IVF can be scary and overwhelming at the start- it’s all new and crazy and impossible. But it’s also an exciting time, filled with moments of wonder: THIS could be the injection that makes the egg that makes the baby, THIS could be the egg that meets with Mr. T’s sperm, THIS could be the embryo that becomes my baby.
The second time through IVF, it’s nerve-wracking, but no longer as scary. At this point, you’re a veteran who knows the ropes but still has a good sense of optimism. THIS time it will work, right?
And the third time- well- I’m still thinking how I feel about this one. I’m still shocked that I’m here.
I know I’m lucky to have the chance to try again. I got amazingly good news from my FSH test last week- thanks to my regimen of wheatgrass, C0Q10, DHEA, Folgard, Yoga, acupuncture and who knows what else- my FSH is now below 10, which means that my “Shared Risk” program won’t drop me after all. So the cost of another cycle is covered- other than the drugs- and I’m so grateful for that.
But if I let myself think about it, I’m not sure I’m ready to face the emotional rigors of IVF-and the possibility of a third loss. I’ve been feeling so good. I’ve had a chance reacquaint myself with “All Natural Jess”, and remembered how nice and happy she is.
It’s not so much the effect of the hormones that gets to me- although I’m sure they don’t help. It’s the fact that my moods are tied to the numbers of follicles we see at each appointment, always measuring myself by the numbers I get back each afternoon from blood work, scheduling my life around the twice daily injections, the uncertainty of if and when we’ll have retrieval and transfer. And the raging battle with hope that goes up and down each day, throughout everything I do, following me even in my dreams.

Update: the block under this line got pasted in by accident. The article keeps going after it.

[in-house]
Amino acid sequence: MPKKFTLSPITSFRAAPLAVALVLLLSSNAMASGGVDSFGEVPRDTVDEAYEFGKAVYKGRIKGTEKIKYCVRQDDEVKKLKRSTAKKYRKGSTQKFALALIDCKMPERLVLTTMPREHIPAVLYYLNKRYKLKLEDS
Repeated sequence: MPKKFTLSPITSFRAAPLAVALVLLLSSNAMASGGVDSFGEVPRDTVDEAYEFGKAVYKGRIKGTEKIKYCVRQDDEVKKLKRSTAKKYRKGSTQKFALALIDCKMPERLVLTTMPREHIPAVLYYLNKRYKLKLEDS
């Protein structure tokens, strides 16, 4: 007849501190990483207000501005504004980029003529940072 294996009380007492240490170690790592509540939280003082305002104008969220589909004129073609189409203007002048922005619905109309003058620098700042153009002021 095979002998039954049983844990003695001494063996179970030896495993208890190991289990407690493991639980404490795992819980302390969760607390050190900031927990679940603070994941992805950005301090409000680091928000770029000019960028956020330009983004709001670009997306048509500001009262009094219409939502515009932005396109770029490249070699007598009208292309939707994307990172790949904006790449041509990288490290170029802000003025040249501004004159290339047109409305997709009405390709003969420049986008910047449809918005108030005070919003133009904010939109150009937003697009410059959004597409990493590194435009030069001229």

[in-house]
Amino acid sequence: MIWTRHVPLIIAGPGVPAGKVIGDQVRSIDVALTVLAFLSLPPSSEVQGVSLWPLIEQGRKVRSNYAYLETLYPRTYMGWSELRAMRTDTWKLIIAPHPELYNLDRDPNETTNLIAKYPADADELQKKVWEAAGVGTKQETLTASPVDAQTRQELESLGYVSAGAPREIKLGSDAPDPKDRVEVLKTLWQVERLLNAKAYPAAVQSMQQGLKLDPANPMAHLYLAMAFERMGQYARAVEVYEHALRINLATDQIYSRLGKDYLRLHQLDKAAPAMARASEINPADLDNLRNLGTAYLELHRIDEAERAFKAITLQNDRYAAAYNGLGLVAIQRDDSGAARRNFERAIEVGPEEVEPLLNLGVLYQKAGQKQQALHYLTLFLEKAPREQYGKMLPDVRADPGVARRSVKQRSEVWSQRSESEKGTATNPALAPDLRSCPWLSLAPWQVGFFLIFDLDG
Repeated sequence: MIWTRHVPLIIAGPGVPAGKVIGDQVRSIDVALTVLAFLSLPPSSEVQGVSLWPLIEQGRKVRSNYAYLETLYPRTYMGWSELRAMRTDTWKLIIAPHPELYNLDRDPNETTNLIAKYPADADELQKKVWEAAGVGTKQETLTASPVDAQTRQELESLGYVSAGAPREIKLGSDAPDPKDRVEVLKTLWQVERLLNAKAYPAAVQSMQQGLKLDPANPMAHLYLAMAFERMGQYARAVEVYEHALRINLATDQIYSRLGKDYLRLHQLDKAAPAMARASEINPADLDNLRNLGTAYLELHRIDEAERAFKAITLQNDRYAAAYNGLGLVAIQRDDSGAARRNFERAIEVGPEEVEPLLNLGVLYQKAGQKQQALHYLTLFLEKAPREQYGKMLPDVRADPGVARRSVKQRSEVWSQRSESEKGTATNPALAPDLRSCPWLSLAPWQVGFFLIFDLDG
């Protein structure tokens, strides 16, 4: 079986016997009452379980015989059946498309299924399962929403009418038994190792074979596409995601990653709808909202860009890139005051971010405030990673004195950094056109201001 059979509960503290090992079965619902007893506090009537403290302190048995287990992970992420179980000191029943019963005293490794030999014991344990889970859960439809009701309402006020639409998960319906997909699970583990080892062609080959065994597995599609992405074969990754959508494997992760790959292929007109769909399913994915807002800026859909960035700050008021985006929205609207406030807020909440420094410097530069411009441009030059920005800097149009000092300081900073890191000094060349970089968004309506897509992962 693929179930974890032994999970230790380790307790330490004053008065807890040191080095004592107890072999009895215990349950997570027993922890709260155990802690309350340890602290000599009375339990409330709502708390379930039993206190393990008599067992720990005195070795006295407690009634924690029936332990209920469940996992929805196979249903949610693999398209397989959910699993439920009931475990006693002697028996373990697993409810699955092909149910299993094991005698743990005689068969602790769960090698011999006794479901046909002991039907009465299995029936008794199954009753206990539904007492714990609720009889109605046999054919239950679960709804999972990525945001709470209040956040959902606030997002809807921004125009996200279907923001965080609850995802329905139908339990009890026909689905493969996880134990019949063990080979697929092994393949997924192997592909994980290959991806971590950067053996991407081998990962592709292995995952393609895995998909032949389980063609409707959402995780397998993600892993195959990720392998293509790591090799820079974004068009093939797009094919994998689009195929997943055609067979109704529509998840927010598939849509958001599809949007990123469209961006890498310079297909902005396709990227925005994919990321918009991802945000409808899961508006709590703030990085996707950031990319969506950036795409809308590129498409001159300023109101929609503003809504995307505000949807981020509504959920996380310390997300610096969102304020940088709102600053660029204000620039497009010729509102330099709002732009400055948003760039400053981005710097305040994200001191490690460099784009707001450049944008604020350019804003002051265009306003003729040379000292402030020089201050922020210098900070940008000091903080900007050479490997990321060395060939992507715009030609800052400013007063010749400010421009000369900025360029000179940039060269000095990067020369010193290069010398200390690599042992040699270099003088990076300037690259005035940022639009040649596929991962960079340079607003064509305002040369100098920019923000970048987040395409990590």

But I took the first pink pill last week- which means I’m in the “suppression” stage, according to my IVF protocol, which seems appropriate from an emotional state as well. I’m on my way to starting the “stim” drugs next week, still in disbelief that I’m about to start this all again. I look around at my life that I’ve rebuilt since IVF 1 and 2, after those two losses, and try to hold onto the fact that no matter what happens, I can step back through the looking glass, and still find myself, the “real Jess.”
As Alice says after falling down the Rabbit Hole: “Well, after this I should think nothing of falling down stairs.”
And I know that one day, one way or another, I’ll read Alice in Wonderland to my children, and the wise words of the Queen:
Alice laughed. “There’s no use trying,” she said: “one can’t believe impossible things.”
“I daresay you haven’t had much practice,” said the Queen. “When I was your age, I always did it for half-an-hour a day. Why, sometimes I’ve believed as many as six impossible things before breakfast.”
So that’s what I’ll do. I’ll walk back through the looking glass and believe in all the impossible, wonderful things to come.